Marvel Studios has a reputation. Many in the industry will tell you that the company likes to buy low and sell high with its talent, though that era might be shifting with the changing of the guards that recently took place behind the scenes. But early on, the studio preferred to hire relatively unproven storytellers and mine their talents before they exploded. Which helps explain Joss Whedon’s recent comments.

The fan-favorite filmmaker was speaking at a Q-and-A following a reunion screening of his Internet musical series Dr. Horrible’s Sing-Along Blog, when he admitted to the crowd (via Variety) that he has made more money off of that original and offbeat content than he did writing and directing the first Avengers movie for Marvel.

Was he joking? Possibly, as Whedon will often quip sarcastically (and self-deprecatingly) about money and fame, especially when his guard is down during a fan-driven Q-and-A. However, Whedon’s also smart enough to know that any comments he makes – off the cuff or on the record – about his relationship with Marvel will be parsed by Internet sites like… well, yes, like this one. Back in 2013, as the cast and crew were at the negotiating table to come back for The Avengers: Age of Ultron, Whedon told Deadline:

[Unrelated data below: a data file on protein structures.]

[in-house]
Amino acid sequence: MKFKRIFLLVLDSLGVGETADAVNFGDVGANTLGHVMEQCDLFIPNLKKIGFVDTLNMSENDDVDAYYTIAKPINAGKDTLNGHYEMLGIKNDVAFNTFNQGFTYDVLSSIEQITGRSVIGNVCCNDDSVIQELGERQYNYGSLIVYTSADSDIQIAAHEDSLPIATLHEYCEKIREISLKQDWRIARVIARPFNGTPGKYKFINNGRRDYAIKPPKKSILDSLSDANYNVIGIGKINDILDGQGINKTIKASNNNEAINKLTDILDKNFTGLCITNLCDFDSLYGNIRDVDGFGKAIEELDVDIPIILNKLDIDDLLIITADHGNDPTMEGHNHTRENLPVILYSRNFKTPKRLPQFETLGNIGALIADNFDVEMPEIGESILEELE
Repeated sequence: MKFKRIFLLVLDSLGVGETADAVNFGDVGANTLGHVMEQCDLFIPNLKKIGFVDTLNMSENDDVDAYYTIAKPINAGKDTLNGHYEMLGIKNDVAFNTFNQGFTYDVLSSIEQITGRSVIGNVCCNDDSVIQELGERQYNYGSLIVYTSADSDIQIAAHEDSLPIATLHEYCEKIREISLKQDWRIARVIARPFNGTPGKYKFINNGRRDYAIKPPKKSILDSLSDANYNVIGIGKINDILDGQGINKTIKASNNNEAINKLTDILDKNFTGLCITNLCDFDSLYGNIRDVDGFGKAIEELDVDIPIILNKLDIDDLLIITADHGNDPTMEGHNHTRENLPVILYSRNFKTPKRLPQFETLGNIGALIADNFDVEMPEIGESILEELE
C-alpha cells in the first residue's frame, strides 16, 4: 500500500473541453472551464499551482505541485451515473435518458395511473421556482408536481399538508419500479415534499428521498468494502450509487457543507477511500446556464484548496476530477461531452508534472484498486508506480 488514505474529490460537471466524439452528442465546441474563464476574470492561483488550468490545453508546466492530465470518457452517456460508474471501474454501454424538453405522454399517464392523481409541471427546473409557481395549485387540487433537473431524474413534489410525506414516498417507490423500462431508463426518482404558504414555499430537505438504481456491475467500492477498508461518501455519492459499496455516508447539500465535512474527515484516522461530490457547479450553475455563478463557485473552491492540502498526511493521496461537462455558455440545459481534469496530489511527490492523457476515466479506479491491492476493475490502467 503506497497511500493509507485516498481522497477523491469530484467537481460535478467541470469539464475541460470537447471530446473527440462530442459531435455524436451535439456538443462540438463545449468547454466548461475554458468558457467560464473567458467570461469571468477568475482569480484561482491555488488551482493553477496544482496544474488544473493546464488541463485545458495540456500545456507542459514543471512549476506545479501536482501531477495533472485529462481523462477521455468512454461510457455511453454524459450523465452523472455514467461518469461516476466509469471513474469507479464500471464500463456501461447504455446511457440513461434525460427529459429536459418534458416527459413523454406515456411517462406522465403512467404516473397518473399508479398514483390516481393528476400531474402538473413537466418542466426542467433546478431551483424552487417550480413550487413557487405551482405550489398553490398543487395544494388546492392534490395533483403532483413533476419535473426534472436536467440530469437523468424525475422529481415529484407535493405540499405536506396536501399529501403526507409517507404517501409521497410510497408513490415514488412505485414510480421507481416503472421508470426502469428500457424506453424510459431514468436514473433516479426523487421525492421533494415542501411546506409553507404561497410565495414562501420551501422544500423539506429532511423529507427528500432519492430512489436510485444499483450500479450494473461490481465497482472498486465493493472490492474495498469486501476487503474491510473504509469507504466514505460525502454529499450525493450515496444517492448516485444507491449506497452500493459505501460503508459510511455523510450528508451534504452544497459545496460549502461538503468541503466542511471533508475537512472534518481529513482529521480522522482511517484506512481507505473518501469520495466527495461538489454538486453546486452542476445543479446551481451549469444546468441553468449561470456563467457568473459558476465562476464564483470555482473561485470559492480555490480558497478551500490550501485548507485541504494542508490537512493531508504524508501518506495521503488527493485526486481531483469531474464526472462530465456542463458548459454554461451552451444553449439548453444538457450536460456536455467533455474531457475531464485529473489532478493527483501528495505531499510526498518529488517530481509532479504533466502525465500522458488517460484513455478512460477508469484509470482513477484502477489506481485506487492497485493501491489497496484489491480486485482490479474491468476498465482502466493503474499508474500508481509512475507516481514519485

In general terms, yes – Marvel can be very cheap, God knows. They can also be sensible and frugal. They have a very small infrastructure and they’re not heaping this money on themselves.

This could boil down to the fact that The Avengers bears Joss Whedon’s name in the end credits, but it’s Marvel’s movie. Therefore, the money reaped goes back into Marvel coffers. Dr. Horrible, meanwhile, was the brain child of Joss Whedon and his cast – a self-proclaimed "mid-life crisis" project that Whedon created specifically for the Web back in 2008. Neil Patrick Harris played the title character, a singing supervillain who keeps the world updated via his online blog. It consists of three-parts, each running about 15 minutes. It had a soundtrack that was released in iTunes (possible revenue for Whedon), and a DVD release eventually followed (more revenue for Whedon). Seeing as how some core Avengers players made less than $1 million for the first Avengers movie, you can see how Whedon might have been exaggerating… but not likely.



No one is crying for Joss Whedon. He might not have made $100 million for Avengers: Age of Ultron, but he definitely did well coming back for the sequel. Does he still hold a grudge with Marvel for how things ended? You be the judge.

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